JEFFERSON -- Megan Cobleigh recently tried something new. Yoga...with cats!
“I figured, what a better way to spend a Sunday then doing yoga with cats!” Cobleigh said.
She made sure no one called out ‘downward facing dog’ too loudly in this group!
“People look over and there’s a cat on your back,” said Kim Erickson, instructor and volunteer. “Well, why not?”
Cat Yoga is a class offered at the Humane Society of Jefferson County that’s proving so popular that people like Jennifer Murray are driving 70 minutes from across state lines to be a part of it.
“There’s nothing around us like that!” Murray said.
Erickson has been a volunteer with the shelter for several years and only just recently decided to complete more than 200 hours of training to become a certified yoga instructor.
“I love animals,” Erickson said. “This gives me a way to come in and see the new dogs and love on them and love on the cats.”
Erickson started the Cat Yoga class in January – her first as a teacher – not knowing what to expect.
“My first class, we had 25 people sign up and 67 people in here!” Erickson said.
The Humane Society of Jefferson County has since limited the number of participants to 30, and is requiring everyone to sign up before class so no one has to be turned away on site. Oftentimes, classes are filled weeks in advance. Erickson had one request when drafting a plan for the class: she wanted to offer it for free.
“This is a really an untapped area, I think, when it comes to yoga,” Erickson said.
The decision was made to ask participants for a monetary donation of their choice.
The shelter is located in Jefferson. Erickson said there aren’t many places there for people to practice yoga or even be exposed to it. With cats running around – there’s certainly no place quite like this!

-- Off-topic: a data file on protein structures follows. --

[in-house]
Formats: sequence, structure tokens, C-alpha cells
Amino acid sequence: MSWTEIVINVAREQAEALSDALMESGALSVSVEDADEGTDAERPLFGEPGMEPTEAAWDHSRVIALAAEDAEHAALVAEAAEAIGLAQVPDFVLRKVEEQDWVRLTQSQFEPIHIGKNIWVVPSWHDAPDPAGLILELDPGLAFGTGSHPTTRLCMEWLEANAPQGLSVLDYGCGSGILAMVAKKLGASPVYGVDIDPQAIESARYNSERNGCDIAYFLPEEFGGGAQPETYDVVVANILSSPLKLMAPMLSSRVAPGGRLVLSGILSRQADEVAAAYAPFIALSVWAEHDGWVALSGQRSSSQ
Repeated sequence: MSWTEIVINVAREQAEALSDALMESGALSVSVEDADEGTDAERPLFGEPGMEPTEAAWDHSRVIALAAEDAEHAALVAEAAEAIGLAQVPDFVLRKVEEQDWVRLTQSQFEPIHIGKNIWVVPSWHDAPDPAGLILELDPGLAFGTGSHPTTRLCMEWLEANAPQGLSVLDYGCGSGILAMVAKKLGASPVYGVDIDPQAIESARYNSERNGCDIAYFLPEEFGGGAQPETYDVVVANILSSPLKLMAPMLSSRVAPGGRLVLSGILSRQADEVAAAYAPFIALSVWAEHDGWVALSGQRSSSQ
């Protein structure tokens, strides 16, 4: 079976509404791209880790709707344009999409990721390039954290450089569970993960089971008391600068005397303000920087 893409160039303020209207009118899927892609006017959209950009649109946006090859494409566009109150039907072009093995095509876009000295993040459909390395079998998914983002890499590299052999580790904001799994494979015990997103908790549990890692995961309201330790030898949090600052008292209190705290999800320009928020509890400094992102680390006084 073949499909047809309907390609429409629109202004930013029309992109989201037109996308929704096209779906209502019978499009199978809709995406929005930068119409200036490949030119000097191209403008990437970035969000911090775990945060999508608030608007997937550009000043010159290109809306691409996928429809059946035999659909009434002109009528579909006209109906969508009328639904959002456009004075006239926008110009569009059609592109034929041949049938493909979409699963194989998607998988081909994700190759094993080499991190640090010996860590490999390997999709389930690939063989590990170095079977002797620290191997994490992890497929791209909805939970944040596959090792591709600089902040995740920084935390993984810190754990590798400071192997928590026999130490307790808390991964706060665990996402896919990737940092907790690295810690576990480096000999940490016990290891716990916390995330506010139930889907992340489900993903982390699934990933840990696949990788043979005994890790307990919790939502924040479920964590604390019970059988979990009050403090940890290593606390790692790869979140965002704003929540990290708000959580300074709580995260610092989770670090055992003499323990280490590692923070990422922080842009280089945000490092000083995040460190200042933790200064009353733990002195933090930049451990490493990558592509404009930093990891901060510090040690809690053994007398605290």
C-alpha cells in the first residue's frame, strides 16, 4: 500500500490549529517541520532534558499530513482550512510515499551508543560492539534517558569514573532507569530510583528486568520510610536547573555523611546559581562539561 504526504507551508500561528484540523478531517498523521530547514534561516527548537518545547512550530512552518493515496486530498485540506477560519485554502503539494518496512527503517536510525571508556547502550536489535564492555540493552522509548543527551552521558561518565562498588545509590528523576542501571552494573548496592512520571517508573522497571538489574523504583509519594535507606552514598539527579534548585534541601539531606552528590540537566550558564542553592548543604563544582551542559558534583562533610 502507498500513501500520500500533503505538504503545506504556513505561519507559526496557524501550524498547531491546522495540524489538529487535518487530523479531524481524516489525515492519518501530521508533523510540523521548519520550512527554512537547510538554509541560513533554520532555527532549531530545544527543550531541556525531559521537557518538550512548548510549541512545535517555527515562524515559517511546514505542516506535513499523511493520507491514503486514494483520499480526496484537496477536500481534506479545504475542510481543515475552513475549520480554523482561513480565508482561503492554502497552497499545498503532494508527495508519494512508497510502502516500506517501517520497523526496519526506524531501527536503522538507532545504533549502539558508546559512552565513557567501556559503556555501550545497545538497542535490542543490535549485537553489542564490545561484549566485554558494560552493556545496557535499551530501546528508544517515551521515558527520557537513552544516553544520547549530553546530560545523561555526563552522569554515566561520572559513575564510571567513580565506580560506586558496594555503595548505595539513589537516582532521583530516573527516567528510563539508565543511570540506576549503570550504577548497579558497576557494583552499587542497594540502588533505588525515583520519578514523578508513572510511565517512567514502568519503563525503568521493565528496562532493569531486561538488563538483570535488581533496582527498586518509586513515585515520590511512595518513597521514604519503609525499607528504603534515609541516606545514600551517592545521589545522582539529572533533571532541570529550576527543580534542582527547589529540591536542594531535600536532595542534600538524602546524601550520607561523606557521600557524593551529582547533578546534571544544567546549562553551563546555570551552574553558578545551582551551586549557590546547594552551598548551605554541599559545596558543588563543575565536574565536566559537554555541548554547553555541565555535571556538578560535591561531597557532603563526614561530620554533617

“So far, people have been extremely generous,” Sara Lastusky, community outreach coordinator for the Humane Society of Jefferson County said. “I think we’re actually coming out better asking for a free-will donation than if we were charging.”
Lastusky said each session is generating a $100 for the shelter and they're hosting Cat Yoga classes just about every Sunday.
But who really benefits from this class?
“As you can see, the majority [of cats] spend a lot of time in cages,” Lastusky said.
Cat Yoga is just as much for the felines as it is for yoga fans. Most of the cats in the shelter are strays. Lastusky said nationwide, less than 3% of strays are ever reclaimed by owners. She said the shelter also gets many ‘owner surrenders’ – where people drop off their pets because they can’t take care of them anymore.
All of the cats who run around during the yoga classes are up for adoption. The classes offer an opportunity for them to not only get some exercise, but also a chance to socialize with other cats. More importantly, they’re making an impression with potential new owners.
“Someone might adopt a cat that might not have considered it -- just because you hang out with them and fall in love with them -- like this guy. He’s been hanging out with us the whole time!” Murray said.